The idea that HDL cholesterol is cardioprotective is well accepted.
What is not as well appreciated is that, similar to the discordant relationship between the level of LDL‐C and number of low density lipoprotein particles in patients with residual CHD risk, the amount of cholesterol carried within high density lipoprotein particles may also vary significantly between individuals who have the same level of HDL‐C.1,2
For this reason, HDL‐C levels may not be a good indicator of the number of circulating HDL particles present and the amount of cardioprotection they confer.
CHD risk is impacted by the interaction of lipoproteins within the arterial wall. Low‐density lipoprotein particles promote atherosclerosis by penetrating the artery wall and subsequently becoming oxidized and ingested by macrophages. These macrophages become cholesterol‐rich foam cells that then deposit their lipid contents into the vessel wall and initiate development of atherosclerotic plaque.
HDL particles antagonize the atherosclerotic process by facilitating reverse cholesterol transport back to the liver, by inhibiting oxidation of LDL and blocking the deposition of lipids into the arterial wall, stimulating vasodilatation, inhibiting platelet aggregation and inhibiting endothelial cell apoptosis.
Therefore, the overall risk of CHD is greatly dependent upon the balance of these atherogenic and anti‐atherogenic processes.2,3
Dr. Karim El Harchaoui and his colleagues performed a nested case‐control study of 822 apparently healthy men and women within the EPIC‐Norfolk cohort to determine the relationship of HDL particle size and number to risk of future CHD events. They observed that both HDL size and number were independently associated with other CHD risk factors and CHD risk.
Upon correction for metabolic syndrome markers, the HDL size was no longer associated with risk of future CHD events while the relationship of HDL particle number (HDL‐P) to CHD risk was not affected by adjustment for these same parameters. These data suggest that the association of HDL particle size is confounded by metabolic dysregulation, but that HDL‐P is an independent predictor of CHD even after correction for metabolic parameters.4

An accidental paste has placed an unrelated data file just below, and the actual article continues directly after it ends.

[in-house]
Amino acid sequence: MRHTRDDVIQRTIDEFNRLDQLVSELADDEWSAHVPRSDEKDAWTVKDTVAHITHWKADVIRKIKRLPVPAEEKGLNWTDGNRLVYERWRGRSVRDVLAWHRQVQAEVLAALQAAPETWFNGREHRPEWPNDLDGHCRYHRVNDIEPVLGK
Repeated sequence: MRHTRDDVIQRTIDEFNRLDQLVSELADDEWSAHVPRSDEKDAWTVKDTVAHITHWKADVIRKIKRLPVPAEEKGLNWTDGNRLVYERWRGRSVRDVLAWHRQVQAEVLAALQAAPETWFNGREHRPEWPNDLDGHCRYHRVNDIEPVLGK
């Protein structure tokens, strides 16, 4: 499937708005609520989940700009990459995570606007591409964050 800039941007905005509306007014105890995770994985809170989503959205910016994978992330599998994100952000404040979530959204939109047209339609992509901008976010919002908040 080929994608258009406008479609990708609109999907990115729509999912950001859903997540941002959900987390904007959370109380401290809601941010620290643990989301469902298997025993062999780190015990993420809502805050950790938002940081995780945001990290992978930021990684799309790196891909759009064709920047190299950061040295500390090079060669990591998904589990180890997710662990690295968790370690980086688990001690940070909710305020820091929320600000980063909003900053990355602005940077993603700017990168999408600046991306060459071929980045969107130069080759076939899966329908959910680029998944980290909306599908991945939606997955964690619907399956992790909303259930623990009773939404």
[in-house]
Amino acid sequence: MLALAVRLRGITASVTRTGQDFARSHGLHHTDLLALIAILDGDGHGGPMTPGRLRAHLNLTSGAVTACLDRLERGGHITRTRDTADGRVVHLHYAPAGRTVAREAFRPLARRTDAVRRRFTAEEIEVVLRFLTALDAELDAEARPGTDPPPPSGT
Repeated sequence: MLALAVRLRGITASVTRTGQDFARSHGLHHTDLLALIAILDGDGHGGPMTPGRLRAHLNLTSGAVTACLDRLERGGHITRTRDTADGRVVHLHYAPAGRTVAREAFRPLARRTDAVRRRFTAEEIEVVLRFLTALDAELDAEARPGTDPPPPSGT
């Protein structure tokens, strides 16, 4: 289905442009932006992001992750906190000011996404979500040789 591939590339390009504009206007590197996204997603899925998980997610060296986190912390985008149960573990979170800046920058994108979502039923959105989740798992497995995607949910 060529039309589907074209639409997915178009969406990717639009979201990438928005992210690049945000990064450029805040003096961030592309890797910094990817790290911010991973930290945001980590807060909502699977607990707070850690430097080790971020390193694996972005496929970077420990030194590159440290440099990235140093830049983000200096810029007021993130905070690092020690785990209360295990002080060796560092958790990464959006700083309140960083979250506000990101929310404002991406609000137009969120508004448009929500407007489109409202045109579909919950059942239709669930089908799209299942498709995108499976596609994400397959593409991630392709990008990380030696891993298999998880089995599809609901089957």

An earlier publication by Dr. James Otvos and his colleagues report data from a prospective, nested case‐control study of 364 men with a new CHD event to determine if low‐density lipoprotein particle number (LDL‐P) and HDL‐P provide additional information relative to CHD risk reduction at baseline and after 7 months of treatment with gemfibrozil or placebo.
On gemfibrozil treatment, HDL‐C increased by 6% while total HDL‐P increased by 10%. HDL‐C was not a significant predictor of CHD risk either at baseline or on–trial. HDL‐P was a strong, independent predictor of a new CHD event both at baseline and on‐trial. This relationship was preserved even after adjustment for LDL‐C, HDL‐C and triglycerides.5
How To Increase HDL-P
Until work is published containing management guidelines for HDL‐P, physicians are likely to be guided by the National Cholesterol Education Program – ATP III Guidelines that recommend treatment of low HDL‐C (< 40 mg/dL) after LDL‐C goals have been reached and triglycerides are < 200 mg/dL. Intensive weight management and increased physical activity are recommended as well as consideration of prescribing niacin or fibrates to increase HDL‐C.
Multiple studies support the relationship of HDL‐P to CHD outcomes and work continues to address the role HDL‐P plays at the molecular level and to measure the potential benefit of managing to HDL‐P targets. Since cardioprotection is a function of HDL particles themselves and is not a function of the cholesterol carried within them, it is possible that HDL‐P, may be a better indicator of cardioprotection than HDL‐C and may be a suitable target for CVD management.
- Cromwell WC, Otvos JD, et al. LDL Particle number and risk of future cardiovascular disease in the Framingham Offspring Study – implications for LDL management. J Clin Lipidol 2007;1:583‐592.
- Cromwell WC. High‐density lipoprotein associations with coronary heart disease: Does measurement of cholesterol content give the best result? J Clin Lipidol 2007;1:57‐64.
- Assmann G, Nofer J. Atheroprotective effects of high‐density lipoproteins. Annu Rev Med 2003;54:321‐41.
- El Harchaoui K, Arsenault BJ, Franssen R. High density lipoprotein particle size and concentration and coronary risk. Ann Intern Med 2009;15084‐93.
- Otvos JD, Collins D, Freedman DS, et al. Low‐density lipoprotein and high‐density lipoprotein particle subclasses predict coronary events and are favorably changed by gemfibrozil therapy in the Veteran’s Affairs High‐Density Lipoprotein Intervention Trial. Circulation 2006;113:1556‐1563.
- ATP III Guidelines At‐A‐Glance Quick Desk Reference. NHLBI. U.S. Department of Health and Human Services, NIH Publication No. 01‐330.
- Cromwell WC, Dayspring T, Richman M. Lipid and Lipoprotein Disorders: Current Clinical Solutions. Pocket Guide. International Guidelines Center. 2009.